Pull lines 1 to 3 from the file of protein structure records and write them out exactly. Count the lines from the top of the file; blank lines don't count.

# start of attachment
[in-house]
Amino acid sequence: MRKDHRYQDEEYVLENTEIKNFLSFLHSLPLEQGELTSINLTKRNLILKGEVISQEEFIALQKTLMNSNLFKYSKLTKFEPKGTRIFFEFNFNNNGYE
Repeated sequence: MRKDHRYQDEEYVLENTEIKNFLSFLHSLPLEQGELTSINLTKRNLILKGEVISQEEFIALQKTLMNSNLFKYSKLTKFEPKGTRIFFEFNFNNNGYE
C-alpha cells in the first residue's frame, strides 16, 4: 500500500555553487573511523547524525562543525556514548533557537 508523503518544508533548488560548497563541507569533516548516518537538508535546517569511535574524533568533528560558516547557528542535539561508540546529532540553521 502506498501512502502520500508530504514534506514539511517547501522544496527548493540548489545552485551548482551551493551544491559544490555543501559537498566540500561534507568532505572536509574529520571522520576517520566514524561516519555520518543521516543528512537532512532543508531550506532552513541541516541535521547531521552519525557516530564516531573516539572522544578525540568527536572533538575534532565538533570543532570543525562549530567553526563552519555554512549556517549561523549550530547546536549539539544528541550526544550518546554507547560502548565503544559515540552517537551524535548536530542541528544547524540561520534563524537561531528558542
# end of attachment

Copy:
[in-house]
Amino acid sequence: MRKDHRYQDEEYVLENTEIKNFLSFLHSLPLEQGELTSINLTKRNLILKGEVISQEEFIALQKTLMNSNLFKYSKLTKFEPKGTRIFFEFNFNNNGYE
Repeated sequence: MRKDHRYQDEEYVLENTEIKNFLSFLHSLPLEQGELTSINLTKRNLILKGEVISQEEFIALQKTLMNSNLFKYSKLTKFEPKGTRIFFEFNFNNNGYE